Pensioner poverty rose, private pension contributions collapsed and millions did not claim:  Within a few years, pensioner poverty rates had risen and private pension savings had collapsed, because more and more people on lower or middle incomes realised it might not be worth bothering to save.  If they could lose most or all their private pension income in a means-test, or if having a small pension excluded them from state benefits that others who did not contribute to pensions were receiving, then they quite understandably decided not to bother saving. And many pensioners are too proud, or private, to want to claim.  So, the short-term attraction of extra means-testing for pensions had seriously damaging long-term consequences.


    Means-testing excludes many poor people as there is a stark cut-off. The means-test income threshold is only around £10,000 a year, but pensioners with tiny amounts of private pension with incomes of, say, £10,500 a year, would be excluded.  In addition, means-testing the state pension undermines our whole welfare system. National Insurance has always been a pay-as-you-go system and the inter-generational transfers are a fundamental part of our welfare state. For today’s commentators to complain that working age people are paying to support more older people, ignores the fact that today’s pensioners supported those older than themselves in the past. With around half the population having little or no private pension, especially among women, there are enormous income disparities among older age groups. Of course, there are well-off pensioners, who may not really ‘need’ the state pension they receive but that is the deal and how our system works.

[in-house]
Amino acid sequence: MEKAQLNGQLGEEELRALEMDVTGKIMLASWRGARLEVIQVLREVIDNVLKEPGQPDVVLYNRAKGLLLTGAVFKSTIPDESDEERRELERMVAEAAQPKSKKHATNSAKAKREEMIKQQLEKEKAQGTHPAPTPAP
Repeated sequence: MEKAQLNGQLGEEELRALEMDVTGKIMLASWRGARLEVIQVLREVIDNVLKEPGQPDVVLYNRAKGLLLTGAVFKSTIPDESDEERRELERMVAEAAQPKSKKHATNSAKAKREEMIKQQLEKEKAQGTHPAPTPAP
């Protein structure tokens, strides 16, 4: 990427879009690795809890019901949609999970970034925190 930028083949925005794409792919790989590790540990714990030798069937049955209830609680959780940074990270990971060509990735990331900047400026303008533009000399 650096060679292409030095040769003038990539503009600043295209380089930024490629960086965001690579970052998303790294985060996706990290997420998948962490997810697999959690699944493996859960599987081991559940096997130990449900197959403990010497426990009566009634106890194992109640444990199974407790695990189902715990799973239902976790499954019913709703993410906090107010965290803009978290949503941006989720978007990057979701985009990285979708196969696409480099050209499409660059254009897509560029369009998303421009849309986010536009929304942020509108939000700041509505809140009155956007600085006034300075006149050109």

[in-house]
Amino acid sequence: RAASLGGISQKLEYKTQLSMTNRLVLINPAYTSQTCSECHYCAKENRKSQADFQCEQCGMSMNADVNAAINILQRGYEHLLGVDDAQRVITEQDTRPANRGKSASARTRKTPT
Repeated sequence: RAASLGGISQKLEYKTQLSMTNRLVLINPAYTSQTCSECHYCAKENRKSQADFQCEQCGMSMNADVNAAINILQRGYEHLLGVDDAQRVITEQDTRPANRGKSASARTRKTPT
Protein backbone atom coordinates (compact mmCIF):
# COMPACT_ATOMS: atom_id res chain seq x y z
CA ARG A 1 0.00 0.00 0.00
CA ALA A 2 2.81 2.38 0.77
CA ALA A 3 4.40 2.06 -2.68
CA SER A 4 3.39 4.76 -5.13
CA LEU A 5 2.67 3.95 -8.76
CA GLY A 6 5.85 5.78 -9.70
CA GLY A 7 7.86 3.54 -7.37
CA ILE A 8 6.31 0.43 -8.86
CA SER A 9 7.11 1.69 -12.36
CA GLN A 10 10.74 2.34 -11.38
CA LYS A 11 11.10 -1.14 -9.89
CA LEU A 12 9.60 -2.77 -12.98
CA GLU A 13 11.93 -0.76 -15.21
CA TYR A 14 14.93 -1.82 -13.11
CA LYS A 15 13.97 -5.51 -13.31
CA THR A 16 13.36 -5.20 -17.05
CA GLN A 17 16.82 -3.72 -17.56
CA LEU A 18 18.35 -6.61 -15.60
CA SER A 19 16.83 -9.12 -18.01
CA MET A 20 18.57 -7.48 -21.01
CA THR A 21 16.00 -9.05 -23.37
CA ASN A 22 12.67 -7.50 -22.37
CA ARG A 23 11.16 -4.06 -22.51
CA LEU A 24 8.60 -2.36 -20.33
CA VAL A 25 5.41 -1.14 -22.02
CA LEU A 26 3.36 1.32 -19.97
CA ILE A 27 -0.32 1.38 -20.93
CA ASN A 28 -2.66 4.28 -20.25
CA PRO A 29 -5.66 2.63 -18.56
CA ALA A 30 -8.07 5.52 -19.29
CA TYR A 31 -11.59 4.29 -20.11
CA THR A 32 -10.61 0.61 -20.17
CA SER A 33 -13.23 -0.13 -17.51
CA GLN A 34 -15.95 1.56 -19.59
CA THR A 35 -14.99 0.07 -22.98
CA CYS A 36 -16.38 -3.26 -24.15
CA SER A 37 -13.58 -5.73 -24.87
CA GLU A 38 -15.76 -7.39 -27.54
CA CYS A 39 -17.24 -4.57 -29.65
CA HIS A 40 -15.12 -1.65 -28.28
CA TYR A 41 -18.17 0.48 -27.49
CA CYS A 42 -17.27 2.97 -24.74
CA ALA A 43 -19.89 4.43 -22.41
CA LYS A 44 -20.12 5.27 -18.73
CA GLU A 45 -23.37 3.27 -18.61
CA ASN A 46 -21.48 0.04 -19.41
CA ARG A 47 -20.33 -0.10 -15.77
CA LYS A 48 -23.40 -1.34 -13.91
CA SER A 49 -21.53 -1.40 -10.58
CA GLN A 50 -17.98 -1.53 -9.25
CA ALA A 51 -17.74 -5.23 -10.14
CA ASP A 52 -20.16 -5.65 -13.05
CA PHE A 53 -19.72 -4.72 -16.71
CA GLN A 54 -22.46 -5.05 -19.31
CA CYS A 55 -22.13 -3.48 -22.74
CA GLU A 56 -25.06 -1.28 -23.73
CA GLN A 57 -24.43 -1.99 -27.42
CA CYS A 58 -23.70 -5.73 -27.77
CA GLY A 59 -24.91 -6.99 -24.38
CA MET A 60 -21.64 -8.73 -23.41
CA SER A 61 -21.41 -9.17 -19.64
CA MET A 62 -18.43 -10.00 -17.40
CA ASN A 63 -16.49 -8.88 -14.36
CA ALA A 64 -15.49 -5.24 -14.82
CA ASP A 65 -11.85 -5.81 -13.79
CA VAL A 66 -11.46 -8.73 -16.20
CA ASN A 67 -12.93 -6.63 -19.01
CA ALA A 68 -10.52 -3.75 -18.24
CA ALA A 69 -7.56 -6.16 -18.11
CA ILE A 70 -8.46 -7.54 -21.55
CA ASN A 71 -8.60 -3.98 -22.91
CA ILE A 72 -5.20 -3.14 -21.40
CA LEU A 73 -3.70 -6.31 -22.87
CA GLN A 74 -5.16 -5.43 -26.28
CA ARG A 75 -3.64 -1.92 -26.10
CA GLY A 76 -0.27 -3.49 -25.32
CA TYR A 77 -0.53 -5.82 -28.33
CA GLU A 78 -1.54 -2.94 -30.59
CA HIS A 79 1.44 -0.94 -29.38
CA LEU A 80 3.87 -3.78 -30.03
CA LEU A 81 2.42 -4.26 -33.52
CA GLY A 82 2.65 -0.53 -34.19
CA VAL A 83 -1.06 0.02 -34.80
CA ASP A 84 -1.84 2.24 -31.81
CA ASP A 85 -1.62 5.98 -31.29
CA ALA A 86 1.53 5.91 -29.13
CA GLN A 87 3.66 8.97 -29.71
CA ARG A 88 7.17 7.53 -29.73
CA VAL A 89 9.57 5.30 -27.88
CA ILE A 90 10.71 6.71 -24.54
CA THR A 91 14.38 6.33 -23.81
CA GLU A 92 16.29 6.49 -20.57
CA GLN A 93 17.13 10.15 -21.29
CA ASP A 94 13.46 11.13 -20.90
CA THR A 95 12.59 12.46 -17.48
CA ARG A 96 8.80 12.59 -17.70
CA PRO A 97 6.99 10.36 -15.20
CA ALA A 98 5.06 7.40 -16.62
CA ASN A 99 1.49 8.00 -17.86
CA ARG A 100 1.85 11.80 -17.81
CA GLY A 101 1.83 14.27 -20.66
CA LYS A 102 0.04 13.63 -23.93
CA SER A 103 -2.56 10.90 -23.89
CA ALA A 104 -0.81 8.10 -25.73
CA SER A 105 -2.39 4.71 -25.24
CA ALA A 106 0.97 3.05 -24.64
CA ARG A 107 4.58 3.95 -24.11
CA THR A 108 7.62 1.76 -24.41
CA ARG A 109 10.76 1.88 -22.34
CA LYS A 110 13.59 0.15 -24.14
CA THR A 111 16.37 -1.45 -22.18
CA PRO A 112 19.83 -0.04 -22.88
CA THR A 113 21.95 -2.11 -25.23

There are better ways for the Government to save money in its overall pension budget. Areas that could be reformed to cut costs would include rolling the add-on pensioner benefits and ‘freebies’ into a higher State Pension, rather than paying them separately.  Winter Fuel Payments, Christmas Bonus, free travel and other benefits are all tax-free for pensioners, even though the State Pension itself is taxed. It would make sense to pay more in State Pension and recoup some of the money from the better off pensioners in tax. Addressing the costs of tax relief for private pensions could also free up huge sums for the Exchequer and ensure adequate resourcing for the basic state pension underpin. Currently, tens of billions of pounds are spent on the second-tier of pensions, while there is said to be insufficient money for the basic first tier.


    To begrudge pensioners the small State Pension sets up worrying societal tensions which can damage social cohesion.  How we look after the elderly in our society, who have built this country over many years, is a political choice and I am pleased that the Chancellor has made the right decision to properly protect pensioners.

    26 thoughts on “The Autumn Statement – good to see inflation protection and triple lock promises honoured

    1. Yes ,there is alot of wise analysis here.Especially around means testing when it can be recouped via tax.Unfortunately we still don’t know what and when the Government are going to deal with the “ Maladministration “result by the Onbudsmans conclusion.